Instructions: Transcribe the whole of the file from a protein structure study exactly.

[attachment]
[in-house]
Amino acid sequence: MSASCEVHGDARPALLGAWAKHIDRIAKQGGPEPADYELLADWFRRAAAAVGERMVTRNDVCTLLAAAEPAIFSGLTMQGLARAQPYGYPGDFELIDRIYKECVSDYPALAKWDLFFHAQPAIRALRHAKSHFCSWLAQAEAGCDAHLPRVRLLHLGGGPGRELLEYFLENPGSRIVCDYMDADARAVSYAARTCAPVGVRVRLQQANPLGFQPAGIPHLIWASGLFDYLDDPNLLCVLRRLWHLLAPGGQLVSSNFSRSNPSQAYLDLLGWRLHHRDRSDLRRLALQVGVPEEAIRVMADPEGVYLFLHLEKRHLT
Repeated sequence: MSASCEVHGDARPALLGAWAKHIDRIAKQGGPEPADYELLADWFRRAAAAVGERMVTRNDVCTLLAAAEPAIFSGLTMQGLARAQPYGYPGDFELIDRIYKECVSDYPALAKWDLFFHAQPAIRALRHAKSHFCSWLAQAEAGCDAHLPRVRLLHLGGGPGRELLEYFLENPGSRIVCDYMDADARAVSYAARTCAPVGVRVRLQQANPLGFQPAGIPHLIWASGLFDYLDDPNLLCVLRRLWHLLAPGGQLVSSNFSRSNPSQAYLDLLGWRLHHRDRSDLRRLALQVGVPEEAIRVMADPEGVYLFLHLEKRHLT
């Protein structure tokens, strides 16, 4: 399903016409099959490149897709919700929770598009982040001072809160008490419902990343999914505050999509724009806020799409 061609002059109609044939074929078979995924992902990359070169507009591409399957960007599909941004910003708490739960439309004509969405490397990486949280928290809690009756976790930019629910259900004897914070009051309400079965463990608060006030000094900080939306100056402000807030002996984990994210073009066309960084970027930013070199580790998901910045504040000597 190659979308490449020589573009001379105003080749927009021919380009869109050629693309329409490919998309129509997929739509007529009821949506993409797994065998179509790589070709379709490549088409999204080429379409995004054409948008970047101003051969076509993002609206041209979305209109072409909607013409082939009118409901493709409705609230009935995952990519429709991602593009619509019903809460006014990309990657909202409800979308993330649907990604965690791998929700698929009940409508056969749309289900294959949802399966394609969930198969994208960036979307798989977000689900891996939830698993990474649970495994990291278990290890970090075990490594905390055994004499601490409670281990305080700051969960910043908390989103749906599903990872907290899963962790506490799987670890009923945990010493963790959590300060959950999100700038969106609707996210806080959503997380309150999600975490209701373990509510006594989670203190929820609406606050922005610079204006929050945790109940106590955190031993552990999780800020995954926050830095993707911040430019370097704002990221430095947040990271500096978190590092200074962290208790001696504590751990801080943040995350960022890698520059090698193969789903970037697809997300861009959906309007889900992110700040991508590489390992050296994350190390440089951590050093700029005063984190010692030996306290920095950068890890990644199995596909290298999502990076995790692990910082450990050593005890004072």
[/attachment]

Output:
[in-house]
Amino acid sequence: MSASCEVHGDARPALLGAWAKHIDRIAKQGGPEPADYELLADWFRRAAAAVGERMVTRNDVCTLLAAAEPAIFSGLTMQGLARAQPYGYPGDFELIDRIYKECVSDYPALAKWDLFFHAQPAIRALRHAKSHFCSWLAQAEAGCDAHLPRVRLLHLGGGPGRELLEYFLENPGSRIVCDYMDADARAVSYAARTCAPVGVRVRLQQANPLGFQPAGIPHLIWASGLFDYLDDPNLLCVLRRLWHLLAPGGQLVSSNFSRSNPSQAYLDLLGWRLHHRDRSDLRRLALQVGVPEEAIRVMADPEGVYLFLHLEKRHLT
Repeated sequence: MSASCEVHGDARPALLGAWAKHIDRIAKQGGPEPADYELLADWFRRAAAAVGERMVTRNDVCTLLAAAEPAIFSGLTMQGLARAQPYGYPGDFELIDRIYKECVSDYPALAKWDLFFHAQPAIRALRHAKSHFCSWLAQAEAGCDAHLPRVRLLHLGGGPGRELLEYFLENPGSRIVCDYMDADARAVSYAARTCAPVGVRVRLQQANPLGFQPAGIPHLIWASGLFDYLDDPNLLCVLRRLWHLLAPGGQLVSSNFSRSNPSQAYLDLLGWRLHHRDRSDLRRLALQVGVPEEAIRVMADPEGVYLFLHLEKRHLT
């Protein structure tokens, strides 16, 4: 399903016409099959490149897709919700929770598009982040001072809160008490419902990343999914505050999509724009806020799409 061609002059109609044939074929078979995924992902990359070169507009591409399957960007599909941004910003708490739960439309004509969405490397990486949280928290809690009756976790930019629910259900004897914070009051309400079965463990608060006030000094900080939306100056402000807030002996984990994210073009066309960084970027930013070199580790998901910045504040000597 190659979308490449020589573009001379105003080749927009021919380009869109050629693309329409490919998309129509997929739509007529009821949506993409797994065998179509790589070709379709490549088409999204080429379409995004054409948008970047101003051969076509993002609206041209979305209109072409909607013409082939009118409901493709409705609230009935995952990519429709991602593009619509019903809460006014990309990657909202409800979308993330649907990604965690791998929700698929009940409508056969749309289900294959949802399966394609969930198969994208960036979307798989977000689900891996939830698993990474649970495994990291278990290890970090075990490594905390055994004499601490409670281990305080700051969960910043908390989103749906599903990872907290899963962790506490799987670890009923945990010493963790959590300060959950999100700038969106609707996210806080959503997380309150999600975490209701373990509510006594989670203190929820609406606050922005610079204006929050945790109940106590955190031993552990999780800020995954926050830095993707911040430019370097704002990221430095947040990271500096978190590092200074962290208790001696504590751990801080943040995350960022890698520059090698193969789903970037697809997300861009959906309007889900992110700040991508590489390992050296994350190390440089951590050093700029005063984190010692030996306290920095950068890890990644199995596909290298999502990076995790692990910082450990050593005890004072």